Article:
Sunday, March 6, 2022

South Dakota Lawmaker Calls Drug User a "Whore" on House Floor

South Dakota Rep. Steve Haugaard, formerly a Speaker of the House, called a woman who he said used marijuana and methamphetamine a "wrung-out whore" during a debate about a medical cannabis bill on the state house floor on Thursday.

According to account by the West Central Tribune, Haugaard rose to debate Senate Bill 26, to redefine the definition of "practitioner" under the state's medical cannabis bill, when he asked lawmakers if he could "tell a story": 

He talked about a family welfare check Sioux Falls police performed on a young mother Haugaard's family knows. Haugaard said the woman started "self-medicating" with marijuana because of her depression.

Then, he shared another example of a family he represented as an attorney whose daughter he knew as a "little teenage girl," and has now, in her 30s, fallen into drug addiction. Haugaard said the teenager used marijuana and then turned to methamphetamine. "She was a beautiful girl in her teens and a sweet kid," said Haugaard. "She is now kind of a wrung-out whore because she has prostituted herself for drugs."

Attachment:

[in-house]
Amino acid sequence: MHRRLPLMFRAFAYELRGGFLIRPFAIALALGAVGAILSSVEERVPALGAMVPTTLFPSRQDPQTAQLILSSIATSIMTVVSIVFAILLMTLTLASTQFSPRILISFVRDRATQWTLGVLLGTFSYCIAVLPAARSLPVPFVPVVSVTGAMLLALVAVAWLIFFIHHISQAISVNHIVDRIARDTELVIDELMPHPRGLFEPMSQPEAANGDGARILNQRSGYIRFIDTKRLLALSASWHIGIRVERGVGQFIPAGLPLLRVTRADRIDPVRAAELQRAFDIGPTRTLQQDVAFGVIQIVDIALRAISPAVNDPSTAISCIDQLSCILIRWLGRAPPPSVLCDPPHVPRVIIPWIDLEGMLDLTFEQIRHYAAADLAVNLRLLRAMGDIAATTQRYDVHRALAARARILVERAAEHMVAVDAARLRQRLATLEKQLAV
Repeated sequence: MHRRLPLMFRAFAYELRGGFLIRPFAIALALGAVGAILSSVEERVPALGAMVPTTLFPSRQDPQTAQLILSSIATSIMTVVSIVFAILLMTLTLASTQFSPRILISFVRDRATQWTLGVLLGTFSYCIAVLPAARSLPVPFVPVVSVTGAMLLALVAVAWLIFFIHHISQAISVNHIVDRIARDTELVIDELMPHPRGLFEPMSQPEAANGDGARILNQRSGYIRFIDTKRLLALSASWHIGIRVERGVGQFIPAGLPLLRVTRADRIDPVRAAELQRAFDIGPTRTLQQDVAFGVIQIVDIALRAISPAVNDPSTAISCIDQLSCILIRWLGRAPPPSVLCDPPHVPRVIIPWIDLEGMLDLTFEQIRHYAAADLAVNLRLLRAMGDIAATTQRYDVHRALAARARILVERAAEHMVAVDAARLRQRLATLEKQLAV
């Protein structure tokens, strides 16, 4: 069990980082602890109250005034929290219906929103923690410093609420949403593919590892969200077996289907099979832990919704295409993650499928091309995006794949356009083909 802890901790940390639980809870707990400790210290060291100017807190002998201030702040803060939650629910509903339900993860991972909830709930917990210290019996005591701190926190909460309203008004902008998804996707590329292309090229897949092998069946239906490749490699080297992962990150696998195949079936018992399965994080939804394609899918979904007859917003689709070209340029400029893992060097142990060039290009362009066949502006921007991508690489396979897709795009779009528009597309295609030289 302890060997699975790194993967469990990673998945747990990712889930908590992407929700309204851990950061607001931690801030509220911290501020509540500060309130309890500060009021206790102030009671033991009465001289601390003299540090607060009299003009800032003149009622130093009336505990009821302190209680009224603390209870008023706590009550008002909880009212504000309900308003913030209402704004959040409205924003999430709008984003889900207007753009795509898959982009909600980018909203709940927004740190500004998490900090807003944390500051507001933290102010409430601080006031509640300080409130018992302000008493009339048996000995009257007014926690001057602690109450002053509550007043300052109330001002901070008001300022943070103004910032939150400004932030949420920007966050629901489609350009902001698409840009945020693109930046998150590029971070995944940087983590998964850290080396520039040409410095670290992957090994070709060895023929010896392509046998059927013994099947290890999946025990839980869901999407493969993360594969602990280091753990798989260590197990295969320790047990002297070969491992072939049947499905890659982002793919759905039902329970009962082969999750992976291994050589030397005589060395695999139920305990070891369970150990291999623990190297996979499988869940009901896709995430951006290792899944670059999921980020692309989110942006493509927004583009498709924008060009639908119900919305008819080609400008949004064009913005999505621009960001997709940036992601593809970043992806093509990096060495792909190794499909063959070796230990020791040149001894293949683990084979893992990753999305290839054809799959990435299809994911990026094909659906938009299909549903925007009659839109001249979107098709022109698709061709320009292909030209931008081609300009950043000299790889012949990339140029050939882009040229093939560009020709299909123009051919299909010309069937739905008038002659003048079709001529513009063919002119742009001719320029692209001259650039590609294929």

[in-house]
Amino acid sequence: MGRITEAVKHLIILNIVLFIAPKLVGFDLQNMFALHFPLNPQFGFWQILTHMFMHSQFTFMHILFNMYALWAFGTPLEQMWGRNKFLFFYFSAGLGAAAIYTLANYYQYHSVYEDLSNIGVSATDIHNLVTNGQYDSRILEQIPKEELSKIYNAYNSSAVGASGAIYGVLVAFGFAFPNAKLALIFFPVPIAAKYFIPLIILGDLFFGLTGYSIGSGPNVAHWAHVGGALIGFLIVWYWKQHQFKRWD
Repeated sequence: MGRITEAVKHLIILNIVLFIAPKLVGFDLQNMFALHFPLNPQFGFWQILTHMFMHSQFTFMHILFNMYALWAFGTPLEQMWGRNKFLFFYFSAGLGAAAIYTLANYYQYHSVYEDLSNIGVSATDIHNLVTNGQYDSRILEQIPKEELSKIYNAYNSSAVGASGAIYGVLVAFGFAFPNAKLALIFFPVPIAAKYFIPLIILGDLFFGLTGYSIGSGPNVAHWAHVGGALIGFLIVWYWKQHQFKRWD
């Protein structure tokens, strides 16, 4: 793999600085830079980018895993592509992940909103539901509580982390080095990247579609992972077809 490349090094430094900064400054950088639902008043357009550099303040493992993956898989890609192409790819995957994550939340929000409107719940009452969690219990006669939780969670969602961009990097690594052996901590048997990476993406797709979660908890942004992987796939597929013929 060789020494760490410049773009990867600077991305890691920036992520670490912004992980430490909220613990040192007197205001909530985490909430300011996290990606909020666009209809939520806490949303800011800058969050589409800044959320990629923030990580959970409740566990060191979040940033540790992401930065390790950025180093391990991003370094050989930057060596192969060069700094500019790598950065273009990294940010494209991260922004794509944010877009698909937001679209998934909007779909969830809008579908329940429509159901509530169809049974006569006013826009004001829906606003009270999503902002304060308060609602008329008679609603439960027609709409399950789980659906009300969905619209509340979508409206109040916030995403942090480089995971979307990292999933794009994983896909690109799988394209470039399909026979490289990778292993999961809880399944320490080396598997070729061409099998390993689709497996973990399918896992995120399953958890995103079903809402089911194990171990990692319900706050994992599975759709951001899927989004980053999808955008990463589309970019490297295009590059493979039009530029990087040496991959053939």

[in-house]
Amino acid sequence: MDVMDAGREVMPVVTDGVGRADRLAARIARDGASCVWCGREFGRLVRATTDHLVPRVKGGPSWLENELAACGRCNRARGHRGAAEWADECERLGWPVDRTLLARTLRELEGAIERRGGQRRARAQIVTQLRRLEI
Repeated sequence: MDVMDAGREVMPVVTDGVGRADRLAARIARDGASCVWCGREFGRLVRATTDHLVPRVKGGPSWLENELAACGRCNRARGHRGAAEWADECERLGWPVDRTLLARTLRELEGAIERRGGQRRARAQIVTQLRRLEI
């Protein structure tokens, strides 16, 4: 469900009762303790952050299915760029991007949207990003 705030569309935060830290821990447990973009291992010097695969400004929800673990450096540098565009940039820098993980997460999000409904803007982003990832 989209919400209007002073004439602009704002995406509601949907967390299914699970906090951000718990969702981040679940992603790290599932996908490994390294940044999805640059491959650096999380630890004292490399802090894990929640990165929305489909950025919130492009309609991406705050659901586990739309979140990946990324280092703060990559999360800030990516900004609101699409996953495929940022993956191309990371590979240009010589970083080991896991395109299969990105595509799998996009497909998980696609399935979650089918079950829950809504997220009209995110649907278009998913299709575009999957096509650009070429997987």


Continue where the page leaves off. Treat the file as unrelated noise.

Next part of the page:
South Dakota's Republican Governor Kristi Noem's campaign team has issued a statement calling for the House Speaker to "reprimand and censure" Haugaard, who is a primary challenger in her upcoming Governor's race. 

While Haugaard's remarks are terrible and misogynistic, perhaps he was reaching to be even more horrible and counter to the South Dakota voters on marijuana legalization than his opponent Noem is. 

Noem won the "Worst Politician" award from this blog in 2020 for urging a "no" vote on a marijuana legalization measure in her state. In a video ad released by the "No Way On Amendment A" committee Noem says, “The fact is, I’ve never met someone who got smarter from smoking pot. It’s not good for our kids. And it’s not going to improve our communities. As your governor, I’m urging all South Dakotans to vote no on legalizing marijuana this November."

Noem opposed both the proposed medical-cannabis Measure 26 and Amendment A, to legalize recreational use. Nonetheless, South Dakota voters approved medical cannabis by 70-30% and Amendment A by 54-46%. 

After the vote, Noem legally challenged the validity of Amendment A, and won agreement from state Circuit Judge Christina Klinger, whom Noem appointed to the bench in 2019. The case was appealed to the state Supreme Court, which upheld the decision.

In 2021, it was revealed that medical-cannabis ads featuring Noem touting her administration's efforts to implement Measure 26 aired at taxpayer expense, as a result of amending a South Dakota Department of Health contract earmarked for a marketing campaign to prevent abuse and misuse of opioids. Which makes her, to me, kind of a you-know-what.